Another annoying thing in the England manager discussion, linked to the previous post, is the tendency of England fans and commenters to swing to extremes when looking for a new manager. FouFourTwo editor Gary Parkinson sums it up:
“Robson’s too old, get a young manager! Taylor’s too introverted, get a people’s champion! Venables is too East End, get an apparently polite chap! Hoddle’s too introverted, get a people’s champion! Keegan’s too passionate, get an ice-man! Eriksson’s too foreign, get an Englishman! McClaren’s too player-ruled, get a disciplinarian!”
Now, we need someone less distant and more communicative than Capello, and someone who can connect with the fans and media (no surprise this is classified as a particularly important quality by the media).
This leaves Harry Redknapp in the frame. The media love him because he is a great ‘character’, with his just-your-average-bloke manner and simple, quotable way of putting things. The media knows he is a manager who would generate lots of news headlines: perhaps this is why they are so keen for him to get the job. He is a successful club manager, almost certainly the most successful English manager at the moment: the first since Bobby Robson to finish in the top 4 and the first English manager since Joe Royle in 1995 (for Everton) to win the FA Cup (no English manager has ever won the Premiership).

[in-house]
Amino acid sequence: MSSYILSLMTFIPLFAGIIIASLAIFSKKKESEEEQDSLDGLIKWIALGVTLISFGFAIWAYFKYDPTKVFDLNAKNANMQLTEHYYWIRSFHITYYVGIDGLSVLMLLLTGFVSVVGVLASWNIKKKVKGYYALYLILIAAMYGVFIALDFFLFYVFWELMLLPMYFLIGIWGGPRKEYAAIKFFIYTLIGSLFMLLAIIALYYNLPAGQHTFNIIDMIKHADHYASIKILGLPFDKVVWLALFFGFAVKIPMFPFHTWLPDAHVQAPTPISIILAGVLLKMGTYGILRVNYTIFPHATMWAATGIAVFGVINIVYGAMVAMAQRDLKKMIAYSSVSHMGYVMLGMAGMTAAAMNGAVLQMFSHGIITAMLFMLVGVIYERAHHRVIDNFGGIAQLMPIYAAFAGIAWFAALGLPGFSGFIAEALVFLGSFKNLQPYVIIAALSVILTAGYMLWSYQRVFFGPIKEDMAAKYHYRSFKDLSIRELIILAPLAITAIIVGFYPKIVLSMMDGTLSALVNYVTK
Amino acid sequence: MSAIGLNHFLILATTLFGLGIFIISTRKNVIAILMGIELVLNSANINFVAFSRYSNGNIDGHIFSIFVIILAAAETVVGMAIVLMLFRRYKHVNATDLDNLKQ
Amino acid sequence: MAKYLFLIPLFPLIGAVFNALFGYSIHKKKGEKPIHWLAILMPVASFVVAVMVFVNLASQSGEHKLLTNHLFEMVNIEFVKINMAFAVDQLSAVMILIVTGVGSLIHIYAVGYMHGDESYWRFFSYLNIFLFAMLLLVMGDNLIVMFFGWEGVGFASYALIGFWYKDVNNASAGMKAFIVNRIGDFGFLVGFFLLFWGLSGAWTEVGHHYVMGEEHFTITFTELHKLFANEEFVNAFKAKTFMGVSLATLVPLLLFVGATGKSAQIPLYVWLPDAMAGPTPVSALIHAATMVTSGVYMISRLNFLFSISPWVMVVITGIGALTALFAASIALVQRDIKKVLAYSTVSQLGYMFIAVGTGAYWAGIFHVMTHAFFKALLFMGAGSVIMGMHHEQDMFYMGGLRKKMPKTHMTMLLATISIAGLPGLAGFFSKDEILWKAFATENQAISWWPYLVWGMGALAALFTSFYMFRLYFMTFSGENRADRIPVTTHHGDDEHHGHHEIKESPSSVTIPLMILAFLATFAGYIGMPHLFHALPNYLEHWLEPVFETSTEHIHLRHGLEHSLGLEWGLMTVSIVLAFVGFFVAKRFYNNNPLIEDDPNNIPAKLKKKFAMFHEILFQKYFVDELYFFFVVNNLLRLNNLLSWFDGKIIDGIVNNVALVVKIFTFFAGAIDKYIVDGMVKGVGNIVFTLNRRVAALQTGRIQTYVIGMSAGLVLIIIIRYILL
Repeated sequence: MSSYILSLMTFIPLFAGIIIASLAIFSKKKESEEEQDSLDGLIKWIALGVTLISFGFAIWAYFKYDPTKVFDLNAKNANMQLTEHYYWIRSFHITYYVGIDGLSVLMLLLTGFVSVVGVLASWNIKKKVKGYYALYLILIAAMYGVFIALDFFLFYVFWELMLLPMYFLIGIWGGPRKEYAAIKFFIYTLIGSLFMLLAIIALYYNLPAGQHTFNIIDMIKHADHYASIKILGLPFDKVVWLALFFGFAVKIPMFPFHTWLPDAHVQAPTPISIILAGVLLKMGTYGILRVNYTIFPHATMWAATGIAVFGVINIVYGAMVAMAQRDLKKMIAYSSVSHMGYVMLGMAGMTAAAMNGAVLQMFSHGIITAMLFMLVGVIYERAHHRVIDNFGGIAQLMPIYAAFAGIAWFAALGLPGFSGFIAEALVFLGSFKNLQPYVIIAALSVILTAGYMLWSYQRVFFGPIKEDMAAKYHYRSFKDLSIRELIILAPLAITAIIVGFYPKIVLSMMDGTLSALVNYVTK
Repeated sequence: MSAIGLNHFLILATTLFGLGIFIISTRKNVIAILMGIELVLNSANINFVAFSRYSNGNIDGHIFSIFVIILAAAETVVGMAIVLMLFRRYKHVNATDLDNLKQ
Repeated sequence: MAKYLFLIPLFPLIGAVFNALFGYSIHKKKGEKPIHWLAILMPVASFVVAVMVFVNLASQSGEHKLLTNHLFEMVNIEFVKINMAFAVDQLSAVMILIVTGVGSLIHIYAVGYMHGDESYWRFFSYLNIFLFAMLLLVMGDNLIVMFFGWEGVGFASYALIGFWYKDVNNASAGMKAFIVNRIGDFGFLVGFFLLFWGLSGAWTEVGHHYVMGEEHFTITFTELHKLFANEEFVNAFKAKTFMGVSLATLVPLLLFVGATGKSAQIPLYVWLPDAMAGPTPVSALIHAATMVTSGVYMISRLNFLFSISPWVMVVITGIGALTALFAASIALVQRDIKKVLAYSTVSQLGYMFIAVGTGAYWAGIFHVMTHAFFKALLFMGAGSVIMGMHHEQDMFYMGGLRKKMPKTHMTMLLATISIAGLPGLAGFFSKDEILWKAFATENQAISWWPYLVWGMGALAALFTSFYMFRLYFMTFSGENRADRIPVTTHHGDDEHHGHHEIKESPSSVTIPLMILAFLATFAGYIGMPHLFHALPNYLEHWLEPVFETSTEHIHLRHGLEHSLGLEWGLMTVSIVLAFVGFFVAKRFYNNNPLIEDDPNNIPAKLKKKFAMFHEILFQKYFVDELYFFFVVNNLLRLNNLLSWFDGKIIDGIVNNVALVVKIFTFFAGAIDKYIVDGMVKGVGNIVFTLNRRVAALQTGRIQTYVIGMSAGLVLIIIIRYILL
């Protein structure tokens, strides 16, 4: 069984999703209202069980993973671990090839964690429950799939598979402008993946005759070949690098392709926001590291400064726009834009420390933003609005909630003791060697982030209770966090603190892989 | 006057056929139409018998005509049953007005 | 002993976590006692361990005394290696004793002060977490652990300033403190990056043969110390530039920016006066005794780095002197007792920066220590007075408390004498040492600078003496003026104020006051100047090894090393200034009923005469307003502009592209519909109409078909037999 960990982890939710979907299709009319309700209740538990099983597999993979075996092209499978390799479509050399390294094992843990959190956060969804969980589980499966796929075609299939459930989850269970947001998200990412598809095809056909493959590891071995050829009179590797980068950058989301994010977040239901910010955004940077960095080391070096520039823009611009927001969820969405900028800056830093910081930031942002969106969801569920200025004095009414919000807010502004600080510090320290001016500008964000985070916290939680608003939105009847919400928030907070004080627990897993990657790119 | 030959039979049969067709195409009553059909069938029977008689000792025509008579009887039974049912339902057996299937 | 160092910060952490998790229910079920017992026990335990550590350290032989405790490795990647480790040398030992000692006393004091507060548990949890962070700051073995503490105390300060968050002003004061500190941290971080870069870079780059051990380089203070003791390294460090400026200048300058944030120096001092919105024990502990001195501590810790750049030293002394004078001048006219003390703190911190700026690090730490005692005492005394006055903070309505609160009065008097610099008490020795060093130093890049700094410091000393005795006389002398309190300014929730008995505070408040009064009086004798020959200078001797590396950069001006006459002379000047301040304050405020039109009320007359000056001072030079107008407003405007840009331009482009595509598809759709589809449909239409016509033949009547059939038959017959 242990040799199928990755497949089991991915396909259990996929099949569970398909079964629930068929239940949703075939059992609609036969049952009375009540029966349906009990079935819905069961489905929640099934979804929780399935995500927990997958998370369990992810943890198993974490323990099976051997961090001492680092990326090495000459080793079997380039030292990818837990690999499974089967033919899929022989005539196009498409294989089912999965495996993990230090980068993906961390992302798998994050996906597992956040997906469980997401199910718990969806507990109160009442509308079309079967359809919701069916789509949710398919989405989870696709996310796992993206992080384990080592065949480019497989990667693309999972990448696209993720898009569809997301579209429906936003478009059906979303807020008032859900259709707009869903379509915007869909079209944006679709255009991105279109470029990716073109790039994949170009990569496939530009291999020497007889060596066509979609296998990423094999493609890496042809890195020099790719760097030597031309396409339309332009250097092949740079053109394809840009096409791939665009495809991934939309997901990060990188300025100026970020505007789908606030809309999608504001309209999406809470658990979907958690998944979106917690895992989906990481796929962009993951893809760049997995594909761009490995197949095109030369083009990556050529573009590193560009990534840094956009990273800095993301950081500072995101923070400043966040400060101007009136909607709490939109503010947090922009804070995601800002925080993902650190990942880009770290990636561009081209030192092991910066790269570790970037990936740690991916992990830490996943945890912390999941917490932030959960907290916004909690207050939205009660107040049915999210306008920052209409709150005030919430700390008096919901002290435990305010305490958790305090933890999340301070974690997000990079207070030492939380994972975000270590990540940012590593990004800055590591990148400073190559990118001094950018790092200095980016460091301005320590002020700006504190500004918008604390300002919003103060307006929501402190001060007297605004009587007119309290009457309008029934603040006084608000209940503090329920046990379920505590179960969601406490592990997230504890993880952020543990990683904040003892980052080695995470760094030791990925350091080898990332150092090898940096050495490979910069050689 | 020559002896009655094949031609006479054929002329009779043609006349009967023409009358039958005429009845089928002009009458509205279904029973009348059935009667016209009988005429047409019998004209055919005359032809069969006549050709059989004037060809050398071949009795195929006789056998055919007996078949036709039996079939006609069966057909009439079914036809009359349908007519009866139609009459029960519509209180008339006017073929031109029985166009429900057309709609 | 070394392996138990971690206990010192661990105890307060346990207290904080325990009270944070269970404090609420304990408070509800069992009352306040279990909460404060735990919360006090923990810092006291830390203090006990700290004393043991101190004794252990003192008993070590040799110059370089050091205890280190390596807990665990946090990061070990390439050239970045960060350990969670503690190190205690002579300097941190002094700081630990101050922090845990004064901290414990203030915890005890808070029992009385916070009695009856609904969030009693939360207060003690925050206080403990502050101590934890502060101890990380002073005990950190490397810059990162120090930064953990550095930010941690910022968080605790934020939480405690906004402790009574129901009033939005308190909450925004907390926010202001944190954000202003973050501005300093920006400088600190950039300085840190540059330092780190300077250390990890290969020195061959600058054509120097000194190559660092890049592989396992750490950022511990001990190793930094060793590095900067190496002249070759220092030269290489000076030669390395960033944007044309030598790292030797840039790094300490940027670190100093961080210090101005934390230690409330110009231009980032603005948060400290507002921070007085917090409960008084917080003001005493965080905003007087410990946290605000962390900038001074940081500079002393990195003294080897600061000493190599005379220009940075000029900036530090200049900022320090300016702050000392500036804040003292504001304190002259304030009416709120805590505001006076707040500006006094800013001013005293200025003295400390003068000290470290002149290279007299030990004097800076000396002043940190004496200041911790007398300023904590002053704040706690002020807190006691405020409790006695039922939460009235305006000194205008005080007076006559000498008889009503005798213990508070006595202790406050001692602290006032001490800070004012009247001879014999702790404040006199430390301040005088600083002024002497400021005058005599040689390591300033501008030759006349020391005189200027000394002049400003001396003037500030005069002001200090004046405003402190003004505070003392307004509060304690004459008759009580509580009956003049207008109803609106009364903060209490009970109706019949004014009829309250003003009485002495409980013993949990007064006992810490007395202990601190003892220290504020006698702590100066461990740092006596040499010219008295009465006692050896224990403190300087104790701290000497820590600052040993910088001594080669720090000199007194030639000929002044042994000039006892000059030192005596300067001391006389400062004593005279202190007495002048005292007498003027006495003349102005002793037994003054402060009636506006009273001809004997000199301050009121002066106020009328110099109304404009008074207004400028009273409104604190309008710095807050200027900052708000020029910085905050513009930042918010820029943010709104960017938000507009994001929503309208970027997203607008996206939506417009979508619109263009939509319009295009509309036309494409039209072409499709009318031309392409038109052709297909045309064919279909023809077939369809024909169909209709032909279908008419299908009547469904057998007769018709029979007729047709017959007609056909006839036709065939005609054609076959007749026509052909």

The FA could certainly do worse than appoint Redknapp, but is he really the perfect fit he is being made out to be? Redknapp has only managed club sides before (like Capello, McClaren, Eriksson and Keegan when they took the England role). Seeing the team every six weeks or so, then being with them 24-7 at a tournament, is different to the day job of a club manager. One of Redknapp’s (in)famous attributes is being a [bad language in the link – be warned] ‘wheeler-dealer’ (how successful he is at that is another debate). Redknapp likes to create his own team through buying lots of players. In the England job, although he would be free to experiment from a large pool of players, you can’t buy in.
Furthermore, the fortunes of managers rise and fall fairly quickly. Think of Roy Hodgson, who had an almost meteoric rise in reputation after a good season with Fulham so was supposedly the leading candidate a while ago. This changed after his miserable time at Liverpool.
Another interesting concern about Redknapp not really picked up by the media in the last few days relates to his extraordinary claims in court. He described himself as the “most disorganised person in the world”, who writes “like a two year-old” and so doesn’t keep anything. He also said he “can’t spell”, “can’t work a computer”, doesn’t “know what an email is”, has “never even sent a text message” and has “never wrote a letter”. Some of this was perhaps said for effect, and whether true or not it doesn’t seem to hinder Redknapp’s ability to manage successfully, but this is still surely worrying for “the ultimate job”.